An injunction can be used by a business to prevent actions by other businesses or individuals.
In commercial matters, a court can order restriction against actual or threatened:
- publication of obvious and defamatory lies;
- infringement of copyright, trademark or other intellectual property rights;
- wrongful use of confidential information and trade secrets;
- ongoing breach of contract;
- Outstanding debts;
- activities which constitute a nuisance; and
- dealings with particular customers or suppliers.
In order to be successful, you must prove the balance of convenience is on your side. This means the court will consider if the likely damage caused to you with the likely inconvenience and cost for the respondent. Usually this can be met by you making an undertaking to cover any losses the respondent may suffer as a result of the application being wrong. Conversely, if damages are adequate to cover any inconvenience you may suffer, then the court will not order the injunction. However, damages will not be adequate where:
- the other party is unlikely to be able to pay for any damage that arises;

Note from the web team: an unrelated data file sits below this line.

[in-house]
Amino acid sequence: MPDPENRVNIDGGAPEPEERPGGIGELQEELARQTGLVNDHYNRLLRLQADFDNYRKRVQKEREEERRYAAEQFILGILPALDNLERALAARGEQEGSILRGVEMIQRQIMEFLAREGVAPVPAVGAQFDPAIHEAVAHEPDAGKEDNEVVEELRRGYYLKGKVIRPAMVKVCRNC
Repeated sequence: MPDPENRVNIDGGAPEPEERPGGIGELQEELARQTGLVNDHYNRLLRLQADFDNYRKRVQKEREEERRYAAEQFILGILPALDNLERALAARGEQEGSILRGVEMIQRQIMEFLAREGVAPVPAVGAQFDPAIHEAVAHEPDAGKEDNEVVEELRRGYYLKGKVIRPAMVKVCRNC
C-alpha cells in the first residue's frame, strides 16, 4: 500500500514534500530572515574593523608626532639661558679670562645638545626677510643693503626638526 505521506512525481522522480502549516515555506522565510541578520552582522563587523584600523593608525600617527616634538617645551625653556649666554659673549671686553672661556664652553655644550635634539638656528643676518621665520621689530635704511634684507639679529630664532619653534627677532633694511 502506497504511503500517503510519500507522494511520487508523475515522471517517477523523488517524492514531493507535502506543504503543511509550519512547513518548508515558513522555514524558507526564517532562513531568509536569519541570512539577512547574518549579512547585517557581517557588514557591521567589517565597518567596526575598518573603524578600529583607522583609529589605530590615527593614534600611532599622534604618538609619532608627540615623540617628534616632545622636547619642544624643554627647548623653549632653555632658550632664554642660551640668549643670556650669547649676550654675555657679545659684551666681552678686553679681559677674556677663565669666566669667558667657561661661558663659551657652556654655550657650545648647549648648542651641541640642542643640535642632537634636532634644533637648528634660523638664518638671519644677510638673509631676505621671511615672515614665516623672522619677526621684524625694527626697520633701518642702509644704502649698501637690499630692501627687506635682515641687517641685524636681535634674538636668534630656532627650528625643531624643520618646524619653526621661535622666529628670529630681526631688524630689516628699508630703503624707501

- compensation would be very difficult to assess –such as damage to reputation; or
- if the effect of the injustice would be irreparable – preventing a parson voting at a meeting.
Additionally, delay can mean an injunction is not granted, as a court will consider why there was no issue previously.
Contact our Commercial Litigation Solicitors:
If you would like to enquire about any matters regarding injunctions please complete our online contact form here or send an email to us at [email protected] and one of our solicitors shall call you back.
Alternatively, please call our Commercial Litigation solicitors on 0161 820 8888 for a no obligation discussion.
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A contract is formed when the following five basic elements coincide:
- Intention to create legal relations
- Certainty of terms
A contract may be made in writing, by word of mouth, partly in writing and partly by word of mouth, or may be implied from the conduct of the parties. Parties involved in any negotiation process should therefore always have the five basic elements in the back of their minds and be careful not to bind themselves inadvertently to a contract during the preliminary stages of negotiations.
Although oral contracts are legally enforceable, it is prudent to have a written contract to record the terms which can then be used for evidential purposes if necessary. However, the court is sometimes prepared to consider the parties’ conduct subsequent to the formation of an oral contract as evidence of the contract terms.
The law on limitation periods is set out in the Limitation Act 1980 and provides a period of six years in respect of breach of contract. There is no need for damages to have been caused before a claimant is able to sue in contract. The cause of action accrues on the date of the breach of contract and the six-year limitation period runs from this date.
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